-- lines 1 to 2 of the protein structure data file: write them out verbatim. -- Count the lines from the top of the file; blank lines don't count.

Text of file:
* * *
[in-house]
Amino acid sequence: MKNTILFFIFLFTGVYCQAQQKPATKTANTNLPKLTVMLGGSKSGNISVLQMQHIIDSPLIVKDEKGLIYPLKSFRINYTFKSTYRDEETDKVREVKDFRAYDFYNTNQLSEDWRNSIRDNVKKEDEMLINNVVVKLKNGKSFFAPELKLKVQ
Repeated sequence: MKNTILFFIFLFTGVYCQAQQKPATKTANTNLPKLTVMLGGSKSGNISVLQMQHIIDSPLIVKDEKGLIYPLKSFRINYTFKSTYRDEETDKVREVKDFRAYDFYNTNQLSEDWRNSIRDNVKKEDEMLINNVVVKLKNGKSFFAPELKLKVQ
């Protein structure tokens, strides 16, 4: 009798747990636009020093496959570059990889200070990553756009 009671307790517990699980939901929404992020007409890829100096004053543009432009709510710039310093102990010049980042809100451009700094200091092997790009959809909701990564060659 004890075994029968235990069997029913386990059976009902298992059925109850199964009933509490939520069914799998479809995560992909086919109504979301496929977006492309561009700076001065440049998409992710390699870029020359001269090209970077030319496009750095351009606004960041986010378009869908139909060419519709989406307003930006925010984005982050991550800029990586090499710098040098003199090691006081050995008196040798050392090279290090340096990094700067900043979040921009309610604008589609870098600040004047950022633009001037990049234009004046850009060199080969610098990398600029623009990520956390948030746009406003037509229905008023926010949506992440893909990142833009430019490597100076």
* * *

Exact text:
[in-house]
Amino acid sequence: MKNTILFFIFLFTGVYCQAQQKPATKTANTNLPKLTVMLGGSKSGNISVLQMQHIIDSPLIVKDEKGLIYPLKSFRINYTFKSTYRDEETDKVREVKDFRAYDFYNTNQLSEDWRNSIRDNVKKEDEMLINNVVVKLKNGKSFFAPELKLKVQ